Thursday, January 21, 2010
Joel Goldsmith is an enigmatic figure in the history of self-help. While never a real superstar of the movement, his books always had a cult following, and many of them remain in print to this day. His great classic was a slender book called The Infinite Way, which layed out his basic philosophy. Its brevity does not denote ease of reading, however, because it's a dense little volume. After its publication groups emerged all over the US and the world (up until the late 1990s there were still groups meeting here in Sydney) devoted to the study of the book and Goldsmith's philosophy.
He is often characterised as the great modern reformer of Christian Science, and he seemed to have attracted many followers from that camp. My favourite Christian Scientist, Doris Day, was a fan of Goldsmith's work, and claimed to go to sleep every night listening to his tapes.
Certainly Goldsmith's books present a more overtly religious - and by that I mean Christian - aspect than most of the other modern New Thought books. I suspect this is what stopped him from becoming a genuinely popular literary figure. The Jesus talk was simply too unpalatable for the general reader.
That said, once you begin to examine the books' underlying theology you quickly realise that we are not in the realm of mainstream Christianity here. Beside the fact that he was a great advocate of meditation, Goldsmith's own religious life was quite fascinating. he was born into an Orthodox Jewish family, and was educated in a Hebrew School. Quite when he began healing in the name of Jesus no-one knows, but Goldsmith described his emergence as a spiritual leader as a slow process, something that happened in stages until one day he realised that no-one came to see him any longer for business purposes - 100% of his days had been taken up by healing work. Taking this as a sign from God, he allowed his business to go broke and instead set himself up as a fulltime Christian Science practitioner. Later, of course, he was to reject the dogmas of that church, as so many had before him, and instead he established his own school based on similar principles, but allowing its students more intellectual and spiritual freedom.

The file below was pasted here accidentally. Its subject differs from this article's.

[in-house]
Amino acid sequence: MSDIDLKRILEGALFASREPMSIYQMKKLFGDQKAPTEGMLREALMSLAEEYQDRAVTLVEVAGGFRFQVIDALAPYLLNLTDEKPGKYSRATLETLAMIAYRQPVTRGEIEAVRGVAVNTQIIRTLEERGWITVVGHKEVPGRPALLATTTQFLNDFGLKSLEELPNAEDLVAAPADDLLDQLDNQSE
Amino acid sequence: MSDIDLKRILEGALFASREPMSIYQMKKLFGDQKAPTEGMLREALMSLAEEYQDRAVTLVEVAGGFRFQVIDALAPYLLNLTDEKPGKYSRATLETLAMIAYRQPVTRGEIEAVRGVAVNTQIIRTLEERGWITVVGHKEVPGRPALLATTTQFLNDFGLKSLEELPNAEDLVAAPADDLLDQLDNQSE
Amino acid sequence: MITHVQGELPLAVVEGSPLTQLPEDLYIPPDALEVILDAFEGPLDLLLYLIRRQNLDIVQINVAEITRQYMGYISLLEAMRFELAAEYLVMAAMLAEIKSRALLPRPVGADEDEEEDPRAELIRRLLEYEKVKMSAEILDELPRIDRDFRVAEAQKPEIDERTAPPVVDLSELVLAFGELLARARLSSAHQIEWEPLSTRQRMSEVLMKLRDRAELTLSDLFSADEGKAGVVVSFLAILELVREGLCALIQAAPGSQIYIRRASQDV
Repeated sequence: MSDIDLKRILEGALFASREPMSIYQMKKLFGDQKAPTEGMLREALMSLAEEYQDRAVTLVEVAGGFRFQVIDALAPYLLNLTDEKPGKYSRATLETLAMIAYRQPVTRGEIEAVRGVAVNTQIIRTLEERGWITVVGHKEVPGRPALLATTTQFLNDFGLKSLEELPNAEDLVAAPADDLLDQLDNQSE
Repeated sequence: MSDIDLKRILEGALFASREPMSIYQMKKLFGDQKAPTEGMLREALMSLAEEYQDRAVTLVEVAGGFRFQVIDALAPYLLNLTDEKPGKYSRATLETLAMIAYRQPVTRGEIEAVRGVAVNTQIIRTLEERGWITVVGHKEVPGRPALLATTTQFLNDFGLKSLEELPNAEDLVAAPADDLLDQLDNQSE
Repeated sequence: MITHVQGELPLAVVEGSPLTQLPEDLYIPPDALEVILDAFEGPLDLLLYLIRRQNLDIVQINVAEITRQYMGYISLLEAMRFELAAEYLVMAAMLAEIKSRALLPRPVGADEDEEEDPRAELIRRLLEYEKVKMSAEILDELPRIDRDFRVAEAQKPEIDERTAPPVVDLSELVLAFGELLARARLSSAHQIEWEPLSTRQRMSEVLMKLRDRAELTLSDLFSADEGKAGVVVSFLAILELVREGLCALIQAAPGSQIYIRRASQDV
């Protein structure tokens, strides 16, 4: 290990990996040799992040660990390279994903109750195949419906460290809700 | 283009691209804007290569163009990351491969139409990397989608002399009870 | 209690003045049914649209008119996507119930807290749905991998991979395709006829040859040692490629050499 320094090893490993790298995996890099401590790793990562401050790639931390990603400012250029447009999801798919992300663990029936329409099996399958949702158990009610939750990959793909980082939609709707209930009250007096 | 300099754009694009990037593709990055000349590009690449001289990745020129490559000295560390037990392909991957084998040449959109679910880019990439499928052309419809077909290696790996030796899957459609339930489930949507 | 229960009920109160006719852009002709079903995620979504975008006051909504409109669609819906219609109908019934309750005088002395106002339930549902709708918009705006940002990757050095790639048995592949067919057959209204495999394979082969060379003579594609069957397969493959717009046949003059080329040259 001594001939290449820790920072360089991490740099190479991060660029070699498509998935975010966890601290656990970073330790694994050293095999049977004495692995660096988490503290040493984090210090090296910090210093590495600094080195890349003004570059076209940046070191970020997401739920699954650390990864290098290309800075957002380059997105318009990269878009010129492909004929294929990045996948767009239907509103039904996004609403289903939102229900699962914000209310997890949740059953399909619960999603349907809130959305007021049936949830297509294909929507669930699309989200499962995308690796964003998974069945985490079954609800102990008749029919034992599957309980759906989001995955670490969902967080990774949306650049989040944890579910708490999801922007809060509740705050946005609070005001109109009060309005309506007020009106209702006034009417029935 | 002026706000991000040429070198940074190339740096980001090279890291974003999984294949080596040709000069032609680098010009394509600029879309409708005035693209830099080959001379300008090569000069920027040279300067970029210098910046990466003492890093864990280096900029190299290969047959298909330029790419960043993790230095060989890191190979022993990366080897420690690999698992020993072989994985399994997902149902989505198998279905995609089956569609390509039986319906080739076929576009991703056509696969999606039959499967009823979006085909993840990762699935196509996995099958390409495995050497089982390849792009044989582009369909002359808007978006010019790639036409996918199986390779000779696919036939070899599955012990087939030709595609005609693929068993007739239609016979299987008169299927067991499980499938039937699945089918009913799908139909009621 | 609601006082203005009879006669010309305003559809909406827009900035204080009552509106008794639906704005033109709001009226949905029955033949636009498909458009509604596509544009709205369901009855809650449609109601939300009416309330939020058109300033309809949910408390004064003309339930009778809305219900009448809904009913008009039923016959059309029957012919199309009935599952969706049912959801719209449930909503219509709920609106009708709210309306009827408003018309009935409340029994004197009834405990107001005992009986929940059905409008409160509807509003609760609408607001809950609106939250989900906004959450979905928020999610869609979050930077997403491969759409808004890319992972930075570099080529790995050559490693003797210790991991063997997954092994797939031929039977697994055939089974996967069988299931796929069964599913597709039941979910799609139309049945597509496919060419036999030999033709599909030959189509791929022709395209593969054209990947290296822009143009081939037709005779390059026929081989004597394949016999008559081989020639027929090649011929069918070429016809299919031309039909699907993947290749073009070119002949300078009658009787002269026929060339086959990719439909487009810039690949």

Much of The Infinite Way seems to be pretty standard Christian Science minus the dogma and the insistence on exclusive truth. Goldsmith was at heart a Universalist, and recognised the name of Jesus as a concept and spiritual symbol more than a defining point of religious difference. He said that we need to develop an exclusively spiritual mindset, and once we did that the world will fall in line with the perfection that is the law of spirit.
To my mind Goldsmith's most readable book was Practising the Presence. Indeed, it is quite beautifully written, an extended meditation on the necessity to be always at prayer, always "showing forth the health, harmony, and wealth, which are our spiritual birthright..." (55).
There is a fascinating (and quite rare) biography written by one of his closest assistants which describes Goldsmith as a "Modern Mystic," and he certainly is entitled to that description.
As an example of mid-20th century self-help, The Infinite Way stands out as being among the most overtly religious in its vocabulary and concepts, but it was a religious view so unorthodox that it separates Goldsmith from those other great populist clergymen Norman Vincent Peale and Fulton J. Sheen.